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the principle, serves well on lines of moderate length, if kept in good adjustment. Fig. 10 shows the side and back of the transmitter at A and B, respectively. The carbon is in the form of a button r and is mounted in a case m supported by a steel spring s. A platinum ball c is supported between the carbon button r and the diaphragm n, the
diaphragm being held against the receptacle 1l and insulated therefrom by a hard-rubber circular sleeve ee. The platinum ball or contact piece is held rigidly by a German-silver spring a. The springs s and a are insulated from each other at i and both are supported by y, a heavy metal strip, which in turn is fastened to Il by the spring k. The pressure between the platinum contact, the carbon button, and the iron diaphragm is adjusted
by varying the position of the strip y by means of the screw W. The two metal strips p and f are used, the former to hold the sleeve ee in position, and the latter as a damper to check the vibrations of the diaphragm as soon as they have served their purpose so that they will not interfere with those following. For this reason, the end of the spring f, which presses upon the diaphragm near its center, is covered with a small cloth pad x. The entire apparatus is mounted in a wooden box dd, into which is fitted a wooden mouthpiece v.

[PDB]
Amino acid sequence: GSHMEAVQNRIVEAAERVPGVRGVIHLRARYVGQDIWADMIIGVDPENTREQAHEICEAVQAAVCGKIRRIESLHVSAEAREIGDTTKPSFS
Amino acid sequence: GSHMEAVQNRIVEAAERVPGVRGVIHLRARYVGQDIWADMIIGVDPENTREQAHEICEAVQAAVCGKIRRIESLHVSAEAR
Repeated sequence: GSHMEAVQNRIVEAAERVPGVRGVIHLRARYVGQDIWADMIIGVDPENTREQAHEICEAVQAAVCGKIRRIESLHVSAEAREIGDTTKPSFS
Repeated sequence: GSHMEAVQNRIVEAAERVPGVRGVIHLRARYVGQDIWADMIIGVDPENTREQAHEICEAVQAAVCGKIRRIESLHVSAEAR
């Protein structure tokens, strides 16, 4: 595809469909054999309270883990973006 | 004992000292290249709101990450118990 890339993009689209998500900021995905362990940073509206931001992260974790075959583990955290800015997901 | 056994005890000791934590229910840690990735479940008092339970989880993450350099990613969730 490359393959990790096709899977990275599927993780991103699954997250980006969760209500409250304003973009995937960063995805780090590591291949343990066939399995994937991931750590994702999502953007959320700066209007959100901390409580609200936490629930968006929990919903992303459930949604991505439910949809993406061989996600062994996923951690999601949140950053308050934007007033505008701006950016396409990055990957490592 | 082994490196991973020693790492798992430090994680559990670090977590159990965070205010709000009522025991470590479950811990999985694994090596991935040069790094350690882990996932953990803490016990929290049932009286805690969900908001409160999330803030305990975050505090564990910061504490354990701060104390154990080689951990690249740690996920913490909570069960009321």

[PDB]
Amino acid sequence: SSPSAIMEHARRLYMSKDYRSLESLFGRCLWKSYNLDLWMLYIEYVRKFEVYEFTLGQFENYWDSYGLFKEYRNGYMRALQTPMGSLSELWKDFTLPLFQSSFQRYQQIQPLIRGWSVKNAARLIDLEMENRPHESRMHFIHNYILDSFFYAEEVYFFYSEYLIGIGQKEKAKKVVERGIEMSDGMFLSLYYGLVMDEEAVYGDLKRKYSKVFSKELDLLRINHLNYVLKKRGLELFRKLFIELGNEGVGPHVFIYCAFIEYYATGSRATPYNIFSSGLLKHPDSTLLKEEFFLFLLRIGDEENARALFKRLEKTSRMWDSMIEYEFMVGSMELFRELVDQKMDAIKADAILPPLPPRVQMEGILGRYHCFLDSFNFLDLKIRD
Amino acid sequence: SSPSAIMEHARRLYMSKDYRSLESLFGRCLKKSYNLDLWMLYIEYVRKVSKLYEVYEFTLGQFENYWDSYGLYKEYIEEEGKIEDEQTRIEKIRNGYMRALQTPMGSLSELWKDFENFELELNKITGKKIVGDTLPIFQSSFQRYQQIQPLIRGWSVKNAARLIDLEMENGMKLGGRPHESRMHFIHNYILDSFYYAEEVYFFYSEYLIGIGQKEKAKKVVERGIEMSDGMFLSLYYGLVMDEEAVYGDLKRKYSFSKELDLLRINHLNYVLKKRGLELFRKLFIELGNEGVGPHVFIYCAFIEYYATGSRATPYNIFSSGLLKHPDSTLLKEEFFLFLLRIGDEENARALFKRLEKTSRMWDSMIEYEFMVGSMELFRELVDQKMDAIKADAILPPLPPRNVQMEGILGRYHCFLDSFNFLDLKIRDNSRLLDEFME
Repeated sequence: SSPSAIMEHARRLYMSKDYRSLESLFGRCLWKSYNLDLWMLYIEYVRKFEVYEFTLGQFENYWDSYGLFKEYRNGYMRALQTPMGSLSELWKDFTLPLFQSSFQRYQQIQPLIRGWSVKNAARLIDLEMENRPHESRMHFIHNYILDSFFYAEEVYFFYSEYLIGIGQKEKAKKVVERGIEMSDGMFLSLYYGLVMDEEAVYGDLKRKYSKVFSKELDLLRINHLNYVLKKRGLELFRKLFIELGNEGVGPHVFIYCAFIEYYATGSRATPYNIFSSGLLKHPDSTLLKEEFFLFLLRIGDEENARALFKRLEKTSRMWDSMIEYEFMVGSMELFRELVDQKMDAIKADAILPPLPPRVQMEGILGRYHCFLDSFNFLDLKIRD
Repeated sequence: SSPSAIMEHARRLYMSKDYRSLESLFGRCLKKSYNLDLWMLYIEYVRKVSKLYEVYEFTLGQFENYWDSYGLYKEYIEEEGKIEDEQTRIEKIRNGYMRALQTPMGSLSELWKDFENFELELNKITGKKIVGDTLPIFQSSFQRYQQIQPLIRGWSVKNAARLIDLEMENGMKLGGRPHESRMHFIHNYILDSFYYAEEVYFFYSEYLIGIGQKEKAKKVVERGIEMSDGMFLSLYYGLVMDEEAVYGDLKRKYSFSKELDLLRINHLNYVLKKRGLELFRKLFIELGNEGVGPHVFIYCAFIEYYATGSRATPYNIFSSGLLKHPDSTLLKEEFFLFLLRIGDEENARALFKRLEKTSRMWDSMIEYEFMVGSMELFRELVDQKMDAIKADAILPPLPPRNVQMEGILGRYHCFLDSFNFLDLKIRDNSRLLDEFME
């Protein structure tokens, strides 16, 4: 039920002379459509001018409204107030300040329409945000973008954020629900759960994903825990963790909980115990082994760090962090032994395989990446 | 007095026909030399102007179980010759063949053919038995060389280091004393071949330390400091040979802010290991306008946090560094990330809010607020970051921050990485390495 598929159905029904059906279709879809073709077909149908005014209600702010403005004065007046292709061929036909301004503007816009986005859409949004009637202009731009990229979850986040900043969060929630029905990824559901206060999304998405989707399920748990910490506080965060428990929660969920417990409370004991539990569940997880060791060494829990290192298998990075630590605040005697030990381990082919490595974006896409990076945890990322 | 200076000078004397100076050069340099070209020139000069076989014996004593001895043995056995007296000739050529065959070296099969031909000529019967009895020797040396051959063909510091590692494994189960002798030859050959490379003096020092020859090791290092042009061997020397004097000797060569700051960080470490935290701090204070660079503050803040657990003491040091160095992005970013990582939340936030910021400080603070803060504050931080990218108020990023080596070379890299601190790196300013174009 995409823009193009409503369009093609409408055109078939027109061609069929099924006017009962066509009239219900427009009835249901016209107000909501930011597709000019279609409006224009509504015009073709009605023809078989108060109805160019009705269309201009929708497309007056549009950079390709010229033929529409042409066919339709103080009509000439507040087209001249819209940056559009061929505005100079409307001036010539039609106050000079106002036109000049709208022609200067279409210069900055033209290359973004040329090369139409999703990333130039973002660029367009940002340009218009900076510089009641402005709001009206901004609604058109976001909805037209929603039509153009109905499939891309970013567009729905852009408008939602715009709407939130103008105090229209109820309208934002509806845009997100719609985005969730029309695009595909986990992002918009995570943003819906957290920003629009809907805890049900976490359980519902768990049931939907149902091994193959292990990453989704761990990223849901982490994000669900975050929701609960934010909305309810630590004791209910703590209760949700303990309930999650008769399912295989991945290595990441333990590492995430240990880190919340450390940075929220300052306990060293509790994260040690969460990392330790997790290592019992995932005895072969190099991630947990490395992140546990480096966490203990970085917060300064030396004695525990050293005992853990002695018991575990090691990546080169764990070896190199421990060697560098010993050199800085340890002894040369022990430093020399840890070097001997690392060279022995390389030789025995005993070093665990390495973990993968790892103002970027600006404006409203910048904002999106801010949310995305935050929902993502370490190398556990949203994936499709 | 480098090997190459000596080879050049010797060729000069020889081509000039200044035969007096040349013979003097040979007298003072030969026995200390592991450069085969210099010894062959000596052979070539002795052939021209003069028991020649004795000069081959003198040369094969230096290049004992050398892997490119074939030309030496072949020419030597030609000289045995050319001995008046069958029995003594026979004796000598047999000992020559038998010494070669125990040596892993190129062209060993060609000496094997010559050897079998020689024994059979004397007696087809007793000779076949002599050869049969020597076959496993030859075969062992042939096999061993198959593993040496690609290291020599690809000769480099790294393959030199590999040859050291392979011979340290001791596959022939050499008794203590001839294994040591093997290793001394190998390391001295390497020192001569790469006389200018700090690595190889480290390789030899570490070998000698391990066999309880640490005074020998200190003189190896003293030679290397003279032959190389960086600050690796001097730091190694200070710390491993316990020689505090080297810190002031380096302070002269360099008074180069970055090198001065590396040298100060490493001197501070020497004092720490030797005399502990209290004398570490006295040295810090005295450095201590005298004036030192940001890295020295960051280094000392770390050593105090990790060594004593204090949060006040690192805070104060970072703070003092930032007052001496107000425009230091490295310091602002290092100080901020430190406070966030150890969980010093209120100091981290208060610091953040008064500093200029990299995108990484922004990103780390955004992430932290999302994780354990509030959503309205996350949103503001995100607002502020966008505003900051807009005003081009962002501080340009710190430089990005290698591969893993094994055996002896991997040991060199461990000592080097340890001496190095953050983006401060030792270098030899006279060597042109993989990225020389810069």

Current entering the transmitter at the binding screw o passes down the spring a and ·through the platinum ball and carbon button to the spring s, thence through the spring k to the binding screw u and out. The vibrations of the diaphragm vary the pressure between the carbon button and the platinum contact, causing the necessary change of resistance in the transmitter circuit. The Blake transmitter, although low in first cost and requiring but little current to operate it, needs frequent and careful adjustments, and is so very sensitive to vibrations that special care is necessary to select for it a particularly firm support.